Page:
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Everybody has a story.
Some of those stories might even be referred to as skeletons in the closet. But just because you have a story doesn’t mean you have something to hide. Granted, there are those who do have things to hide—like really bad things—and they hide them for a reason. But that’s not what I’m talking about here: I’m talking about the story that so many of us have. The story that changes who we are as human beings. That story that we keep hidden not because we are embarrassed or shameful of it, but because we want our privacy protected and we don’t want to have to give explanations as to why we behave the way we do or why we no longer have relationships with people who aren’t healthy for our emotional well-being.
Some of the stories that we have are painful ones and not all of them are our fault.
I’m talking about the stories of childhood trauma in particular because those are the ones that most people don’t talk about openly. If you don’t have that kind of story, you might be wondering why someone wouldn’t talk about it, bring it out into the open, or use it as a platform to raise awareness. Listen, some people can do it and sometimes they do. Obviously, my hat goes off to those who don’t find shame in telling their story. But what I want to offer you is a tangible, valid reason as to why more people don’t share their truth and it’s really rather simple: they don’t want to not be believed.
You might think that the notion of that sounds ridiculous, because after all, why wouldn’t someone believe what another person says?
Look, there are a plethora of answers to that and we all know the story about the boy who cried wolf. Sometimes, people make things up for attention, they do! But most don’t. And when that story is the truth, the person telling it is often invalidated and re-victimized in ways they never should be…
…he would never do such a thing! He’s a deacon at the Baptist church! (So?)
…you’ve imagined that! Your mother is a pillar of the community! (And?)
…why are you making things up? (But what if I’m not…?)
…it happened over 30 years ago, why does it matter now? (My personal favorite.)
I’m going to tell you why it matters.
It matters because most traumatic experiences change us to the core of our being. And if those experiences take place in childhood, we learn unhealthy ways of coping such as abusing substances, keeping secrets ‘for the good of the family’, eating an entire box of Nutty Bars because we don’t know how else to deal with it, or isolating ourselves because we feel shame for something that was never, ever our fault. Yet it’s made out to be.
I’ve often wondered over the years why it is that people respond to situations the way that they do.
Most of the time, the people we think of as ’emotionally healthy’ are the ones who are actually the unhealthiest. If I had to guess why those who profess to love us are as unsupportive as they are, I would say that it’s because the truth is uncomfortable and most just don’t have the capacity to deal with it. To be completely candid with you, it takes a lot of personal strength and awareness to be able to face an ugly truth, especially when it’s about something taboo or someone we love.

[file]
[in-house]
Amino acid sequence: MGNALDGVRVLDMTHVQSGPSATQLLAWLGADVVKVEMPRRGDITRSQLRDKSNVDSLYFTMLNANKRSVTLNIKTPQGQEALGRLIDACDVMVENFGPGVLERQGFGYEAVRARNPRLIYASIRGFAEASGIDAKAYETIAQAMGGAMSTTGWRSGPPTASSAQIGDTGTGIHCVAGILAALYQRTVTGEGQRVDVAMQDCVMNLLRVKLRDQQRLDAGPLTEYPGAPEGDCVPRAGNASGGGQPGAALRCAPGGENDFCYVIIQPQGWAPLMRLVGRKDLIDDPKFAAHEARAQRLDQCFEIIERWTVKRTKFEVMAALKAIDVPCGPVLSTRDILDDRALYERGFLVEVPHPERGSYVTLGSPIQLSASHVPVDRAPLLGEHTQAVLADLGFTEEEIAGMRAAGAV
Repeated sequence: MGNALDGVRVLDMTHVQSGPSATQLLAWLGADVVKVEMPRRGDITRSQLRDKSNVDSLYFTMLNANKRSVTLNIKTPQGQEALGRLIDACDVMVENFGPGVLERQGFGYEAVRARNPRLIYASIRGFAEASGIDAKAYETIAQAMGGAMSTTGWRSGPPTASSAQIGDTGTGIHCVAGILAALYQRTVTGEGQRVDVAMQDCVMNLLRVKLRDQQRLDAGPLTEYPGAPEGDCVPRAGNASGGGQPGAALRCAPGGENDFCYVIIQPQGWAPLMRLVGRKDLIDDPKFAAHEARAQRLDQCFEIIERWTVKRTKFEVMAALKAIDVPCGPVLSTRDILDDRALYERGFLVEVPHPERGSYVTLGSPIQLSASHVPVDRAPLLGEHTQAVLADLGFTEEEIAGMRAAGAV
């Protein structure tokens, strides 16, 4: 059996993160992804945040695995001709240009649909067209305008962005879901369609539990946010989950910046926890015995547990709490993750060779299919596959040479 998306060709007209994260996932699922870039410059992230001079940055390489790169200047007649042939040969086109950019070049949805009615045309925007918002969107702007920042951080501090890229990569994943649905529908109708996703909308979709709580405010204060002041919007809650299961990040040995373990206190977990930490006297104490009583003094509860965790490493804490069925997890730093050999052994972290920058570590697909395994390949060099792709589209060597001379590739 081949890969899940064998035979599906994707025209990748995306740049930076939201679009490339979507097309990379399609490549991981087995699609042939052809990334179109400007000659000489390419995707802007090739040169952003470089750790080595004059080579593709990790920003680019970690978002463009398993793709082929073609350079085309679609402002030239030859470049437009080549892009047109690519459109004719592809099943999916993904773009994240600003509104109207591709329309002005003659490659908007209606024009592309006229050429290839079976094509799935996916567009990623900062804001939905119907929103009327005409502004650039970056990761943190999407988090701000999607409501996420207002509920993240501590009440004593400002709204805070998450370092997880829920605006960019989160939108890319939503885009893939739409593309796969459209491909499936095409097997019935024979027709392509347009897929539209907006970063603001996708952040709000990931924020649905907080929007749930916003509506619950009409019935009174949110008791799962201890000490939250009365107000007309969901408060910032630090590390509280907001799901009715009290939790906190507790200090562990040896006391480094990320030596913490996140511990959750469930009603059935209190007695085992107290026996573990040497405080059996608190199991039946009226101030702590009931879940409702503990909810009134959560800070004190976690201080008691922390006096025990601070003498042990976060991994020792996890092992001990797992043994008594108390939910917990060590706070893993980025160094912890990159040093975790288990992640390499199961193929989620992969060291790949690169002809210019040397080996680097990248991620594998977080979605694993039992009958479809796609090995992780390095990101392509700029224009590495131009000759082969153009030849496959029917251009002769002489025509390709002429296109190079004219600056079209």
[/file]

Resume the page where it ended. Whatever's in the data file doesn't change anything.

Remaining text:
I want you to hear me loud and clear when I say this:
Normal, emotionally healthy families do not keep secrets, nor do they encourage them. Moreover, if they do, and you’re one of those people who has such a story, they’re doing it so that they don’t have to deal with accepting that they weren’t paying enough attention to what was going on within the confines of their own tribal unit.
You are not their scapegoat.
You never have to sit through another family dinner with the person who created your trauma.
You should not be expected to have relationships with people who don’t honor your feelings.
And you do not ever have to sacrifice your truth for their comfort.
Your story matters.
And your story doesn’t only heal you, it heals those around you as well. Understandably, not everyone can be courageous enough to speak their truth, especially when they’re scared of not being believed. But when you do speak it, you touch people in the places they’ve kept hidden out of fear. Transparency is your very best friend, whether you realize it or not. So if you have a story that you need to share with those around you so that everything that’s buried in darkness can be resurrected into the light, then do it. If that means you need to confide in a trusted, unbiased person such as a therapist, then I really, really want you to do it because you don’t deserve to suffer in silence for something that was never your fault.
I hear you. I see you. I believe you.
You are worthy.
You are brave.
You are a survivor.
And your truth is magnificently beautiful.
Til next time, stay sassy.
Interested in John Bradshaw’s work?
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